At work with God on climate change

From Our Leaders

June 8, 2022 | Opinion | Volume 26 Issue 12
Claire Ewert Fisher | Mennonite Church Saskatchewan
(Photo by Sandie Clarke/Unsplash)

“The earth is the Lord’s and all that is in it, the world, and those who live in it” (Psalm 24:1).

It all begins here.

We have four grandchildren at various stages of life. The eldest is in university and thinks about non-renewable fossil fuels and their impact on the Earth. The next is in high school and has, for years, been concerned about the destruction of coral reefs. The other two are still toddlers and just like to explore outdoors.

Their grandparents’ lives are already impacted by climate change. One set makes a living by guiding hunters and fishers in northern Saskatchewan. But, with the rampant forest fires and contamination of the rivers, it’s not clear how long they will be able to survive on their traditional skills.

On a Mennonite Central Committee trip to Vietnam in 2019, where another part of our grandchildren’s extended family live, we experienced some climate changes firsthand. We were surprised to eat, instead of fish caught in the South Sea, lots and lots of squid and octopus. We were told that rising water temperatures no longer support fish life, but octopus and squid fare much better. And what will happen to coastlands as the polar snow caps melt?

We had planned to return to Vietnam in response to the Vietnamese Mennonite churches’ invitation. We wonder, will the transpacific flight or the lower-level in-country flights be the one that releases enough CO2 to irreparably damage the Earth’s ozone layer?

While not with our grandchildren or travelling, we also like to garden. But the list of woes here continues to grow: unpredictable growing season, water shortages, pest infestations, higher seasonal temperatures demanding different garden produce. How long before all garden produce is grown in greenhouses?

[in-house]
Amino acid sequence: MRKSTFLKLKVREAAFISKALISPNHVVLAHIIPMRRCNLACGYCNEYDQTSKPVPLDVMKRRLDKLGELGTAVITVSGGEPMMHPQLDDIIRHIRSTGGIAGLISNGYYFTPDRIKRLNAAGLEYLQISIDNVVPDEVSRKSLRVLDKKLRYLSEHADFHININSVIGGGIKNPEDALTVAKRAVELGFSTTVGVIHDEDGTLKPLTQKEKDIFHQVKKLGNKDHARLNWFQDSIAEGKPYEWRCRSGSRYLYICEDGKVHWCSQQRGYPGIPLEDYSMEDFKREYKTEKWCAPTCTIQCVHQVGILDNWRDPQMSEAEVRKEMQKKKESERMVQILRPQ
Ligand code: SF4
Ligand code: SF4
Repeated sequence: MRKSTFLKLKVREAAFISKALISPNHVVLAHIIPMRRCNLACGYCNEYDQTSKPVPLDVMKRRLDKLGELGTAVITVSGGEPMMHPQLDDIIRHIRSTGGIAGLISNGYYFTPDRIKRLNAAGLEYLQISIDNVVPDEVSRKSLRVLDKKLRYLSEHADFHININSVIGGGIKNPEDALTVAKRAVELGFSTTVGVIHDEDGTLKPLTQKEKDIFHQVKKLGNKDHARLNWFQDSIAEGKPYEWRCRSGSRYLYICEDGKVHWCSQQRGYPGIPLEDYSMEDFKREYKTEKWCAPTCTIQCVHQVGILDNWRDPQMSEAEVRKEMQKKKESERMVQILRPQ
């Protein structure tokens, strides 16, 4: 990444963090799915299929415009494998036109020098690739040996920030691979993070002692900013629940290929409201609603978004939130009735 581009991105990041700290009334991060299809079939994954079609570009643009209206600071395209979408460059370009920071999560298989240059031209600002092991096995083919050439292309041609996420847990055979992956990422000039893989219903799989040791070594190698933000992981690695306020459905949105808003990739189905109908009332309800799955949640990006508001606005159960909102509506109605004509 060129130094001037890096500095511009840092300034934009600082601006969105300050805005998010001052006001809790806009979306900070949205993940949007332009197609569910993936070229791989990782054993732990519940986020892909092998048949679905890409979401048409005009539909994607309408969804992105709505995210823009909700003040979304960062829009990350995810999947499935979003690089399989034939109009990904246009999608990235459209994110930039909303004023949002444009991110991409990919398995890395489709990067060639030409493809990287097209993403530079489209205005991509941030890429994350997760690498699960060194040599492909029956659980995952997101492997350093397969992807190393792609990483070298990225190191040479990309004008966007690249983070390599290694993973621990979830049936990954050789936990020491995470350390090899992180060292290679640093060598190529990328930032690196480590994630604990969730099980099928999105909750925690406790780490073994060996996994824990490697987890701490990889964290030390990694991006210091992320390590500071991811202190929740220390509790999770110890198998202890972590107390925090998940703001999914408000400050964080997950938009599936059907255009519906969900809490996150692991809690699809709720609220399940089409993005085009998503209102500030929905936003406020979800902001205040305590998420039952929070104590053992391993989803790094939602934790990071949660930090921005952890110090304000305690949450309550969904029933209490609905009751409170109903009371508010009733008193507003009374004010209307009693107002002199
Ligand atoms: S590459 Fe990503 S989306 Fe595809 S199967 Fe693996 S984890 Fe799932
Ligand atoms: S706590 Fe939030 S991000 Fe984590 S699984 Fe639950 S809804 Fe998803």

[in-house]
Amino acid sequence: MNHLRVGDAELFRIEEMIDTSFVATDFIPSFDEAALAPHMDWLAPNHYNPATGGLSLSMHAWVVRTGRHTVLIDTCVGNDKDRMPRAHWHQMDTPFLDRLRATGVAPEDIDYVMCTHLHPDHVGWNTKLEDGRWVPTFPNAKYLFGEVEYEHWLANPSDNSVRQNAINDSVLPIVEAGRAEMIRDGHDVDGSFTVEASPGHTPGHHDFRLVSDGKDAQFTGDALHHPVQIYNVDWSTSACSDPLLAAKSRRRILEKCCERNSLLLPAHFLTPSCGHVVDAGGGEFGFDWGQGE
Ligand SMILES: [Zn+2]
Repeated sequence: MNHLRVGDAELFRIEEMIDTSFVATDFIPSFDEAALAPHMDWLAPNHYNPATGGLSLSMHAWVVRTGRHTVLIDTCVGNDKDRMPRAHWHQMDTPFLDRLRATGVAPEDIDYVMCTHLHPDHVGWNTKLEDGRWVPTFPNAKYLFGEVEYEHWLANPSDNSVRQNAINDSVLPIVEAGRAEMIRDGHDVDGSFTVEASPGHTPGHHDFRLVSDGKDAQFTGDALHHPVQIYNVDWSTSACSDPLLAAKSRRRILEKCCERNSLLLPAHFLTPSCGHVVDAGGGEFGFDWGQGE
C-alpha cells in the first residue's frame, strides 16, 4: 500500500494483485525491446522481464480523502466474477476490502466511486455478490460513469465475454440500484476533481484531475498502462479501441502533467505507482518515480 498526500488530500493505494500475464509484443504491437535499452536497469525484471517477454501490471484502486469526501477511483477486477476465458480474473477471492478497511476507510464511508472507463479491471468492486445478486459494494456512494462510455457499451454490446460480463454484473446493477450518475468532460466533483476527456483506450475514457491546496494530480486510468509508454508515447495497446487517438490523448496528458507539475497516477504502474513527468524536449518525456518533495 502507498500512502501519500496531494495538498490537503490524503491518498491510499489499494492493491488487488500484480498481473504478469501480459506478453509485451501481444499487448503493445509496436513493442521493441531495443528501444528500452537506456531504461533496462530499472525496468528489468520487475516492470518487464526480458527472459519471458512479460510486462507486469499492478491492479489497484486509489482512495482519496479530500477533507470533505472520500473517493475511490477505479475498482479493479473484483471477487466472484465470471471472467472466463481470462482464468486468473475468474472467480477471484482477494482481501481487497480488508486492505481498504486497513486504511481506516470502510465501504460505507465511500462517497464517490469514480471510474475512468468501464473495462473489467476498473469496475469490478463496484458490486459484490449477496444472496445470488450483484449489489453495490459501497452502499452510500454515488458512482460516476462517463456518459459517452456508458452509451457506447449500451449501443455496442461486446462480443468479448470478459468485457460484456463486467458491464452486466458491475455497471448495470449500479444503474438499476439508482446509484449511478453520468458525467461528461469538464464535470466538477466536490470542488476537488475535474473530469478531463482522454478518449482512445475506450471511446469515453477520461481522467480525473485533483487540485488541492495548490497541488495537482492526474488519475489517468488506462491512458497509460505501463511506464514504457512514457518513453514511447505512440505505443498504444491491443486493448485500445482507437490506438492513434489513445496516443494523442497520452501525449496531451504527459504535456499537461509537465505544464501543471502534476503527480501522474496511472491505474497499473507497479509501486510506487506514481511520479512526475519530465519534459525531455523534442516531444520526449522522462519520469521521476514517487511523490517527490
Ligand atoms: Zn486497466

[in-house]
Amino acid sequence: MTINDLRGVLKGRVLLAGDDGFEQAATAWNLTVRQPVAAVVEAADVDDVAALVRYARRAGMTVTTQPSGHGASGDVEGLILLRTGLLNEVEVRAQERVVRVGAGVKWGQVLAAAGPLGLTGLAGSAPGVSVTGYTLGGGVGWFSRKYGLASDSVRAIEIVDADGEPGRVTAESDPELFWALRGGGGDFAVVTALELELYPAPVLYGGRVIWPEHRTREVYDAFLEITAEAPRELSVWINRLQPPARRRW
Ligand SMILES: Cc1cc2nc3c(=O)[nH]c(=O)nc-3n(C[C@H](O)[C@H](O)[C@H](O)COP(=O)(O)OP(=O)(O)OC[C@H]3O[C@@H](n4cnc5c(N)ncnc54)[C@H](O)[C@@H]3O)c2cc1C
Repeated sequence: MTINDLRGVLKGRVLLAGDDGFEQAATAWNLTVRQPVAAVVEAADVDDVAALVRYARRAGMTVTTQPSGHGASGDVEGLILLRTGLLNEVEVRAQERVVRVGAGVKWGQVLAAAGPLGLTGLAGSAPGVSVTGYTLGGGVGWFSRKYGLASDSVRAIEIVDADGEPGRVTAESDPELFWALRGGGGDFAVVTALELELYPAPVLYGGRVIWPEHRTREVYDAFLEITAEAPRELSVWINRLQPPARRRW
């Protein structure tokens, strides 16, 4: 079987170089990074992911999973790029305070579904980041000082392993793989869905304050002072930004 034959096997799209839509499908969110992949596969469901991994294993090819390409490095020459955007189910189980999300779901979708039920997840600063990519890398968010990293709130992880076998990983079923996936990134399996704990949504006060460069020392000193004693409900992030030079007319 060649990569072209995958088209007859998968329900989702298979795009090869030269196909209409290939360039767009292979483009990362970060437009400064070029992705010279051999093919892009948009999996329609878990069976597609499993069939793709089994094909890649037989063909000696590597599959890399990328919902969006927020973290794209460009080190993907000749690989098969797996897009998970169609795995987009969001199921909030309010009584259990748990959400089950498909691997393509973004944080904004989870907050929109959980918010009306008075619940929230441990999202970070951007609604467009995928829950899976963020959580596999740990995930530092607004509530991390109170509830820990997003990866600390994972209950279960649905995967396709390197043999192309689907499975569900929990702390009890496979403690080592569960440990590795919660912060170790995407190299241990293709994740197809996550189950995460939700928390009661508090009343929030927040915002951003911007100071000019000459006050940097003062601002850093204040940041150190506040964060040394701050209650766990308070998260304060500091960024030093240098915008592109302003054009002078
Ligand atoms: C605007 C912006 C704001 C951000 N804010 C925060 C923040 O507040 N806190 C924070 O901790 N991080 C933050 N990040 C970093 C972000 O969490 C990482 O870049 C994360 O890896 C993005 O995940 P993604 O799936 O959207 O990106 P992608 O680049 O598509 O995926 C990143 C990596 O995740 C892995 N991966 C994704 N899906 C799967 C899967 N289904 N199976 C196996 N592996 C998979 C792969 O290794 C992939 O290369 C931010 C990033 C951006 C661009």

The Mennonite Church Saskatchewan Council and Ministries Commission are keenly aware of the climate crisis we face. The newly formed Climate Emergency Response Team (CERT) will work together with church communities. CERT will encourage prayer for the Earth; provide educational opportunities about the needs of our planet; act where possible (plant trees, reduce dependence on fossil fuels, ride a bike to work); when necessary, advocate on behalf of the world by petitioning governments and big business to modify destructive policies and practices; and offer support for those experiencing distress associated with the climate crisis.

Youth perspectives will inform each project undertaken and decision taken. CERT will also seek advice from Indigenous consultants. Other MC Canada regions and international partners will be conferred with throughout the group’s mandate.

In moments of stillness, I sometimes listen to the pulsating sounds of life and labour around me and wonder, “Is this the sound of the earth groaning in anticipation of redemption?”

Claire Ewert Fisher is chair of the MC Saskatchewan Ministries Commission.

Read more From Our Leaders columns:
When the ‘grey’ is not holy
Reflection on Ukraine
Listen, debate, decide
‘It is hard to be afraid when you understand’
Life can be real

(Photo by Sandie Clarke/Unsplash)

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